The Mediterranean diet and incidence of hypertension: the Seguimiento Universidad de Navarra (SUN) Study.
ABSTRACT The Mediterranean diet is receiving increasing attention in cardiovascular epidemiology. The association of adherence to the Mediterranean diet with the incidence of hypertension was evaluated among 9,408 men and women enrolled in a dynamic Spanish prospective cohort study during 1999-2005. Dietary intake was assessed at baseline with a validated semiquantitative food frequency questionnaire, and a 9-point Mediterranean diet score was constructed. During a median follow-up period of 4.2 years (range, 1.9-7.9), 501 incident cases of hypertension were identified. After adjustment for major hypertension risk factors and nutritional covariates, adherence to the Mediterranean diet was not associated with hypertension (the hazard ratio was 1.10 (95% confidence interval (CI): 0.81, 1.41) for moderate adherence and 1.12 (95% CI: 0.79, 1.60) for high adherence). However, it was associated with reduced changes in mean levels of systolic blood pressure (moderate adherence, -2.4 mm Hg (95% CI: -4.0, -0.8); high adherence, -3.1 mm Hg (95% CI: -5.4, -0.8)) and diastolic blood pressure (moderate adherence, -1.3 mm Hg (95% CI: -2.5, -0.1); high adherence, -1.9 mm Hg (95% CI: -3.6, -0.1)) after 6 years of follow-up. These results suggest that adhering to a Mediterranean-type diet could contribute to the prevention of age-related changes in blood pressure.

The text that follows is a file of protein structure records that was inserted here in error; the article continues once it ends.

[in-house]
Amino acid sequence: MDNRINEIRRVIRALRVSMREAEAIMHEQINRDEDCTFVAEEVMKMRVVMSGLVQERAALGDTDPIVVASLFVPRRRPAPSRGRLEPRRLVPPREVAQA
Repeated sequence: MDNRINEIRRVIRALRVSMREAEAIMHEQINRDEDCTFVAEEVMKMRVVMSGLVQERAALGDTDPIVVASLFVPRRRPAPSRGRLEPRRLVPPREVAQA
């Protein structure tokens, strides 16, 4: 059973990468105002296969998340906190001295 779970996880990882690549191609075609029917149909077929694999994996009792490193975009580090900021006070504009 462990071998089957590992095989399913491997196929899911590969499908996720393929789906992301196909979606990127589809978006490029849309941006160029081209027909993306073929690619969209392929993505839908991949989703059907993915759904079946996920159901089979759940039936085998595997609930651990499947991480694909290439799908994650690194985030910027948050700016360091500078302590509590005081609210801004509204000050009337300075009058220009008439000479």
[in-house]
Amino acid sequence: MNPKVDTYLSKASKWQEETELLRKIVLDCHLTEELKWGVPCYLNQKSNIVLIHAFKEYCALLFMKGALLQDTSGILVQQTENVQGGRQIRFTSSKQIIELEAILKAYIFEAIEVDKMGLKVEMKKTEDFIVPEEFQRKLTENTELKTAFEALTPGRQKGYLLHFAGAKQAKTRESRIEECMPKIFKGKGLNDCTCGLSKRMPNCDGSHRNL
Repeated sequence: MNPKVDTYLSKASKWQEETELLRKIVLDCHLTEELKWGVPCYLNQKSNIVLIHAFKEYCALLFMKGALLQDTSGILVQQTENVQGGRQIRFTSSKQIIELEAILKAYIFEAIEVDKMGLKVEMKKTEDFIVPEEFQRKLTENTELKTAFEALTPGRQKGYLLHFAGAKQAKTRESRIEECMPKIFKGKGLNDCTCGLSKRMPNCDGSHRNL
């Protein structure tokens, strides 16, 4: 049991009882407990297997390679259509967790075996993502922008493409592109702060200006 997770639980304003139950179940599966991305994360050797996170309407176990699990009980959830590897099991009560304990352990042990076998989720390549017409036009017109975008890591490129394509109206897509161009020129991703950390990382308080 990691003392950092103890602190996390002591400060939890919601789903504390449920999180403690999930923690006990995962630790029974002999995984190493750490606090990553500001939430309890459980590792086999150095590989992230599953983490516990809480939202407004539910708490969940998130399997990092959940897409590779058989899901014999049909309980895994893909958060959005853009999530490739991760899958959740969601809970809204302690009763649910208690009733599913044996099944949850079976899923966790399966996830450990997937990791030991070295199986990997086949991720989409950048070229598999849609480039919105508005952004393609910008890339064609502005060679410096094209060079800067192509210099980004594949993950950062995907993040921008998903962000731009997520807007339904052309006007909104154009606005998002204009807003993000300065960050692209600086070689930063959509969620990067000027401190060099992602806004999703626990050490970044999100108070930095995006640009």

Full-textDOI: · Available from: Miguel Ángel Martínez-González, May 29, 2015
Journal of the American Academy of Nutrition and Dietetics 11/2014; 114(11):1723–1729. DOI:10.1016/j.jand.2014.07.037 · 2.44 Impact Factor
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ABSTRACT: The aim of this work was to evaluate factors associated with arterial blood pressure in a sample of older Mediterranean people without known cardiovascular disease. During 2005 to 2011, 2813 older (aged 65–100 years) individuals from 22 Mediterranean islands and the rural Mani region (Peloponnesus) voluntarily enrolled. Standard procedures were used to determine arterial BP and pulse pressure and for the evaluation of dietary habits (including tea and alcoholic beverages consumption), lifestyle, and anthropometric and clinical characteristics of the participants. Participants who reported low alcohol consumption (ie, 0–1 glasses per day) were less likely to have hypertension (odds ratio, 0.34; 95% confidence interval, 0.14–0.84) as compared with those who reported high alcohol consumption (ie, 5+ glasses per day). Adherence to the Mediterranean diet was inversely associated with mean arterial pressure (β coefficient, −0.18; 95% confidence interval, −0.33 to −0.16). Alcohol drinking remains an important modifiable risk factor for hypertension. Adherence to the Mediterranean diet was associated with decreased arterial peripheral resistance.Journal of Clinical Hypertension 07/2014; 16(9). DOI:10.1111/jch.12370 · 2.96 Impact Factor
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ABSTRACT: Little evidence exists on the effect of an energy-unrestricted healthy diet on metabolic syndrome. We evaluated the long-term effect of Mediterranean diets ad libitum on the incidence or reversion of metabolic syndrome.Canadian Medical Association Journal 10/2014; 186(17). DOI:10.1503/cmaj.140764 · 5.81 Impact Factor